Last month, we focused on the Protecting American Talent and Entrepreneurship (PATENT) Act (S. 1137), one of several bills introduced by the Senate Judiciary Committee this past year. In this installment, we will feature another significant piece of legislation aimed at reforming patent litigation - the Targeting Rogue and Opaque Letters (TROL) Act (H.R. 2045), which passed the House Commerce Subcommittee with bipartisan support. The primary purpose of the TROL Act is to curtail the practice of sending abusive demand letters by stipulating that such actions violate the Federal Trade Commission Act (FTCA).
One of the core issues in the current movement for patent reform surrounds the proliferation of "patent trolls" or Non-Practicing Entities (NPE), who either purchase patents for the exclusive purpose of initiating patent infringement lawsuits or focus their efforts solely on litigating against alleged infringers without actually producing the manufactured product or having the intent to design or market the product. The Obama administration attempted to address these actions in 2013 by directing the United States Patent and Trademark Office (USPTO) to adopt policies to control the rise of patent infringement litigation, including requiring a company to specify the scope of its patent and how another entity is infringing upon it. Many states soon enacted laws targeting the practices of patent trolls and NPES.
The TROL Act standardizes an approach to exploitative patent litigation by classifying bad faith communications in any letter asserting patent infringement or demanding payment for a license "as unfair or deceptive acts or practices." Bad faith misrepresentations in demand letters include assertions that the sender has the right to enforce the patent; that a civil action has been filed alleging infringement against the recipient; or that the letter sender is the exclusive licensee of the patent. The TROL Act also precludes bad faith omissions of any of the following facts: the identity of the letter sender; a description of the allegedly infringed patent; identification of one product or service that is in violation of the patent; or an explanation of how the product or services infringes on the patent.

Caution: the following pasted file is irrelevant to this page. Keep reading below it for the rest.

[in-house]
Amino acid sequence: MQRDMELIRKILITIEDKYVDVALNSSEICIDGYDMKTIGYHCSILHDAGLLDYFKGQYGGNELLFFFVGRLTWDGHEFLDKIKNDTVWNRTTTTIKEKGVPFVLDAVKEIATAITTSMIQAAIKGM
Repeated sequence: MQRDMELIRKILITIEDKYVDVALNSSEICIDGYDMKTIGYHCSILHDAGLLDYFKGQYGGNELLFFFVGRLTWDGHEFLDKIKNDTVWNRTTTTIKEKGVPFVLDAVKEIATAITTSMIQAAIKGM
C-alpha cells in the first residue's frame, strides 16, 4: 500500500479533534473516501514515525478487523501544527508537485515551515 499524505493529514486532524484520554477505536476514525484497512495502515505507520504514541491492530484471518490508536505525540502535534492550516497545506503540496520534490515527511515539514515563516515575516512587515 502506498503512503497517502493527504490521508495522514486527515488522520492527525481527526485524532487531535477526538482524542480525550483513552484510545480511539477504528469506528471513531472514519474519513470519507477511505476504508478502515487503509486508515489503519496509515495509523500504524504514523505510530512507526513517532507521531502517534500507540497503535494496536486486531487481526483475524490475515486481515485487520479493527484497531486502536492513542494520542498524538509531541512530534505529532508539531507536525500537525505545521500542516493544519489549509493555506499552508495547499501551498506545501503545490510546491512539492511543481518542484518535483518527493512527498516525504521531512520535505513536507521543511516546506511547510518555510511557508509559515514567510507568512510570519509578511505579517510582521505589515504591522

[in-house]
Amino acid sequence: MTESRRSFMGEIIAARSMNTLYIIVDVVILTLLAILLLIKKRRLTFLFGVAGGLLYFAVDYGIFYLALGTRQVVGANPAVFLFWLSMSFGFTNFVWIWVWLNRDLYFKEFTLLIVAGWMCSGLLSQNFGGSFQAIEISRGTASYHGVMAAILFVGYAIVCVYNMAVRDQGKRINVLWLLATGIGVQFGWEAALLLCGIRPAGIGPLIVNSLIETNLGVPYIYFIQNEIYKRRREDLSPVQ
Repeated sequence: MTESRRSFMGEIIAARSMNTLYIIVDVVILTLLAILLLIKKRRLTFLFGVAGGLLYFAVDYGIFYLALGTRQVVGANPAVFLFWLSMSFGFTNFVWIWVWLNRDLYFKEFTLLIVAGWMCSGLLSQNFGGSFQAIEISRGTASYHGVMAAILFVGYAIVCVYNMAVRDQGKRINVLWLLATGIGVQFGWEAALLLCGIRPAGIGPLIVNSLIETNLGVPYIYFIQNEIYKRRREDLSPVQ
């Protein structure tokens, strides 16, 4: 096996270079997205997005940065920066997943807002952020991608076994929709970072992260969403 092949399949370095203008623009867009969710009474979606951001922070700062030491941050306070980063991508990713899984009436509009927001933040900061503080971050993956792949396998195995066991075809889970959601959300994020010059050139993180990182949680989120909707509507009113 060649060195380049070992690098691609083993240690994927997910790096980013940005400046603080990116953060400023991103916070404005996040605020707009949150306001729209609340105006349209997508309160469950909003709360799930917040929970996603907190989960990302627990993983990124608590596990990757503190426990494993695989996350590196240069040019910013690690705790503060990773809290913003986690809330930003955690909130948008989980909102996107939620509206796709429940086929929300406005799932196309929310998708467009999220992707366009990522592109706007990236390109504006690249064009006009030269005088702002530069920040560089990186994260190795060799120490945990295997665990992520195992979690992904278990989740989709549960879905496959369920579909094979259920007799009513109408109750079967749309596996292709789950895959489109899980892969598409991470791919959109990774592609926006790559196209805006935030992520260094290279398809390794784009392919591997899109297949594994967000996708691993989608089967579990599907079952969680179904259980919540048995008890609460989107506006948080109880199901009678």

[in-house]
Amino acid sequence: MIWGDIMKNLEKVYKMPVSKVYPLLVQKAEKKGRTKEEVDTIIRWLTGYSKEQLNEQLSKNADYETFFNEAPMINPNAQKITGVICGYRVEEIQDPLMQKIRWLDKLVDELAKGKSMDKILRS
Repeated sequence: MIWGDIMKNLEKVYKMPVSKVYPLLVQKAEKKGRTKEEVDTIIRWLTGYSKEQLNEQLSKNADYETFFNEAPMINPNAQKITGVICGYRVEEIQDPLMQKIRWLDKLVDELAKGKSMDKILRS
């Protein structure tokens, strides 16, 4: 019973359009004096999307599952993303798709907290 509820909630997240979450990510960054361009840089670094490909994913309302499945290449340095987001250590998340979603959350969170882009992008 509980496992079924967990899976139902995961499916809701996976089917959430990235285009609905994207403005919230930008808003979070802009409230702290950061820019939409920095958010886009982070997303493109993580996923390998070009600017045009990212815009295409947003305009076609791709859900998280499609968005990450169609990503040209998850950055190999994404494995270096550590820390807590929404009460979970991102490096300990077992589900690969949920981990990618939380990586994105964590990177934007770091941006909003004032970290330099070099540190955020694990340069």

Enforcement of the TROL Act is delegated to the Federal Trade Commission (FTC), which may penalize any violation of the FTCA as an unfair trade practice. Civil penalties imposed by the FTC against abusive demand letter propagators could reach $5 million for violating a variety of provisions. In addition to the FTC, state attorney-generals are permitted to enforce the provisions of the TROL Act. The TROL Act supersedes existing state laws aimed at combatting illegitimate infringement lawsuits.
The TROL Act seeks to offer clarity and accountability in the dissemination of demand letters and ultimately protect legitimate businesses. According to many patent reform experts, the bill effectively addresses a growing problem that threatens the economic stability of businesses while maintaining the viability of enforcement procedures for patent infringement. However, critics of the legislation in its current form assert that the bill does not go far off to deter and penalize fraudulent demand letters for what amounts to extortion by their senders. Nevertheless, the valid rights of independent inventors - and small businesses - must be protected.